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Properties of Determinants

  1. Jul 11, 2005 #1
    Prove that, if [tex]AA^T = A^TA = I_n[/tex], then [tex]\det{A} = \pm 1[/tex].

    This is daunting.
    Last edited: Jul 11, 2005
  2. jcsd
  3. Jul 11, 2005 #2


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    try w/o the spaces btw the brackets and the "tex". you don't need to rewrite [ tex ] on both sides of the "=" u know.

    [tex]AA^T = A^TA = I_n[/tex]


    [tex]\det{A} = \pm 1[/tex]
    Last edited: Jul 11, 2005
  4. Jul 11, 2005 #3


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    As for the solution:

    [tex]\det{AA^T} = \det{A}\det{A^T} = \det{A}^2 = \det{I_n} = 1 \Leftrightarrow \det{A} = \pm 1[/tex]
  5. Jul 12, 2005 #4
    omg that's it. i hate this course
  6. Jul 12, 2005 #5

    matt grime

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    don't hate the course because it is daunting; see it as a challenge. as you see the answer is straight forward (i presume that's what the 'omg that's it' means), and all teh answers are like that. just be calm and check your notes for things
  7. Jul 12, 2005 #6
    I just have to get used to the proving techniques
  8. Jul 14, 2005 #7
    Prove that any scalar multiple of a symmetric matrix is symmetric.

    Let [tex]A = (a_i_j)[/tex]

    Since [tex]A[/tex] is symmetric, [tex]A = A^T[/tex].

    Then [tex]A^T = (a_i_j)[/tex].

    Therefore, [tex](cA) = c(A) = c(A^T) = (cA^T)[/tex]

    Was it necessary to show that [tex]A = (a_i_j)[/tex] and [tex]A^T = (a_i_j)[/tex]? Is [tex]A^T = (a_i_j)[/tex] even right? I can't express myself mathematically
    Last edited: Jul 14, 2005
  9. Jul 14, 2005 #8
    Prove that, if A and B are two matrices such that A + B and AB are defined, then both A and B are square matrices.

    - Let A be an m x r matrix and B an r x n matrix such that,
    [tex]A_m_x_rB_r_x_n = (AB)_m_x_n[/tex]

    - We know that the sum A + B of the two matrices is the m x n matrix

    How do I express this mathematically to show that they are square?
    Last edited: Jul 14, 2005
  10. Jul 14, 2005 #9
    Just put the 'T' out of the brackets at the end (that is, over all of: cA).
  11. Jul 14, 2005 #10
    If A+B is defined, then their sizes are similar- i.e., they're both mxn.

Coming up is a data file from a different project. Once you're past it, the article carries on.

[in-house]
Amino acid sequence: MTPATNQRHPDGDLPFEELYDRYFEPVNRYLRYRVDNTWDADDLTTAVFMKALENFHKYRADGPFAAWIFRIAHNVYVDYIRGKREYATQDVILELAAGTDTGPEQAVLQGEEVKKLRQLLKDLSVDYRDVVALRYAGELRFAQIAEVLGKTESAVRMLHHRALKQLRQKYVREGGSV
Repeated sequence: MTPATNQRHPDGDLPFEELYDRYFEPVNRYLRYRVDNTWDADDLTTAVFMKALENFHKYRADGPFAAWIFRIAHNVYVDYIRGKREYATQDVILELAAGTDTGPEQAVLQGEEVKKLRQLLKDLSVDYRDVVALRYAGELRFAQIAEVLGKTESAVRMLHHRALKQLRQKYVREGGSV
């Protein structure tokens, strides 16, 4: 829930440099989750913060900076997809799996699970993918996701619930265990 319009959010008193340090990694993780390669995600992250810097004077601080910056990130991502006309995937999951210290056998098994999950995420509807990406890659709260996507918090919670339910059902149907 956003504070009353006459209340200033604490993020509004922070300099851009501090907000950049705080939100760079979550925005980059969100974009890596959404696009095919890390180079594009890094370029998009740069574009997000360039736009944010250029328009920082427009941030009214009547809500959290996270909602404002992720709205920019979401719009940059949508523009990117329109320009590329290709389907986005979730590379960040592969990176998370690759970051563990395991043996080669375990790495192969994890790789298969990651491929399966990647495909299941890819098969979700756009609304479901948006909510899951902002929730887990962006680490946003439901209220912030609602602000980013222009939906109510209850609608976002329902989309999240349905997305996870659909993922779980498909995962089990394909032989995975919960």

Since AB is defined, as you yourself wrote, we must have m=n. (Because the product is an mxn*mxn, which is only defined when m=n).
    Both matrices are therefor nxn, square matrices!
  12. Jul 14, 2005 #11
    Oops typo, thanks.
  13. Jul 14, 2005 #12
    The r in A is the jth column and in B it's the ith row. So when you say m=n, are you refering to the r's?

    And if I were to prove that any scalar multiple of a diagonal matrix is a diagonal matrix, how is that different from, say, letting [tex] A = (a_i_j) [/tex] be any m x n matrix and c any real number?

    A diagonal matrix is a square matrix that all of its nonzero entries are on the diagonal.

    Then [tex] cA = c(a_i_j) = (ca_i_j)[/tex] but it may not be diagonal.

    I guess we assume that [tex] A = (a_i_j) [/tex] is a diagonal matrix?
    Last edited: Jul 14, 2005
  14. Jul 14, 2005 #13
    Yes, I was referring to the 'r's.
    And I'm sure I got your question. It's true that for any matrix A=(aij) that keeps aij=0 for all i!=j, cA keeps the same thing for any scalar c. In the private case of square matrix, it shows that any scalar multiple of a diagonal matrix is, indeed, a diagonal matrix.
    Did I answer your question? :uhh:
  15. Jul 14, 2005 #14
    Yeah thanks, but I will be back with more
  16. Jul 14, 2005 #15
    Is that a threat?

    Anyway, I'm off to bed. Be back in about 12 hours... (It's the middle of the night here).
  17. Jul 14, 2005 #16
    Haha what?
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